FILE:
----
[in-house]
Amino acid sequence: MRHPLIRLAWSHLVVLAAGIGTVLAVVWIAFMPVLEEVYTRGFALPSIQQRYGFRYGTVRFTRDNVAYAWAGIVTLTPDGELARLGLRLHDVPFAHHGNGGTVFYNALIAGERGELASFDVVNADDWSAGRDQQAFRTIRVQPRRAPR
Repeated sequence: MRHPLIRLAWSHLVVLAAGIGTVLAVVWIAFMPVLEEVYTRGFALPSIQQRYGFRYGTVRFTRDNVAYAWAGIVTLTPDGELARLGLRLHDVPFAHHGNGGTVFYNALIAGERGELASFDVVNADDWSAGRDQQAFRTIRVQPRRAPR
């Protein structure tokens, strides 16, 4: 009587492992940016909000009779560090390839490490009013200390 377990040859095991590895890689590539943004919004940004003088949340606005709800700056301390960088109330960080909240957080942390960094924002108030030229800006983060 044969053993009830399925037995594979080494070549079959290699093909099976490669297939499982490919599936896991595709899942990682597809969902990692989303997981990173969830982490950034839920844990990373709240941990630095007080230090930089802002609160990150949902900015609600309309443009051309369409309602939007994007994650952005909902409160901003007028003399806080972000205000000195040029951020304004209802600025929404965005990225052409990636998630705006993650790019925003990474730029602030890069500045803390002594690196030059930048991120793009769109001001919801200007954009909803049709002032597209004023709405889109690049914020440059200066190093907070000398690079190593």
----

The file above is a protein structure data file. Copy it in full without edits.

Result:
[in-house]
Amino acid sequence: MRHPLIRLAWSHLVVLAAGIGTVLAVVWIAFMPVLEEVYTRGFALPSIQQRYGFRYGTVRFTRDNVAYAWAGIVTLTPDGELARLGLRLHDVPFAHHGNGGTVFYNALIAGERGELASFDVVNADDWSAGRDQQAFRTIRVQPRRAPR
Repeated sequence: MRHPLIRLAWSHLVVLAAGIGTVLAVVWIAFMPVLEEVYTRGFALPSIQQRYGFRYGTVRFTRDNVAYAWAGIVTLTPDGELARLGLRLHDVPFAHHGNGGTVFYNALIAGERGELASFDVVNADDWSAGRDQQAFRTIRVQPRRAPR
């Protein structure tokens, strides 16, 4: 009587492992940016909000009779560090390839490490009013200390 377990040859095991590895890689590539943004919004940004003088949340606005709800700056301390960088109330960080909240957080942390960094924002108030030229800006983060 044969053993009830399925037995594979080494070549079959290699093909099976490669297939499982490919599936896991595709899942990682597809969902990692989303997981990173969830982490950034839920844990990373709240941990630095007080230090930089802002609160990150949902900015609600309309443009051309369409309602939007994007994650952005909902409160901003007028003399806080972000205000000195040029951020304004209802600025929404965005990225052409990636998630705006993650790019925003990474730029602030890069500045803390002594690196030059930048991120793009769109001001919801200007954009909803049709002032597209004023709405889109690049914020440059200066190093907070000398690079190593």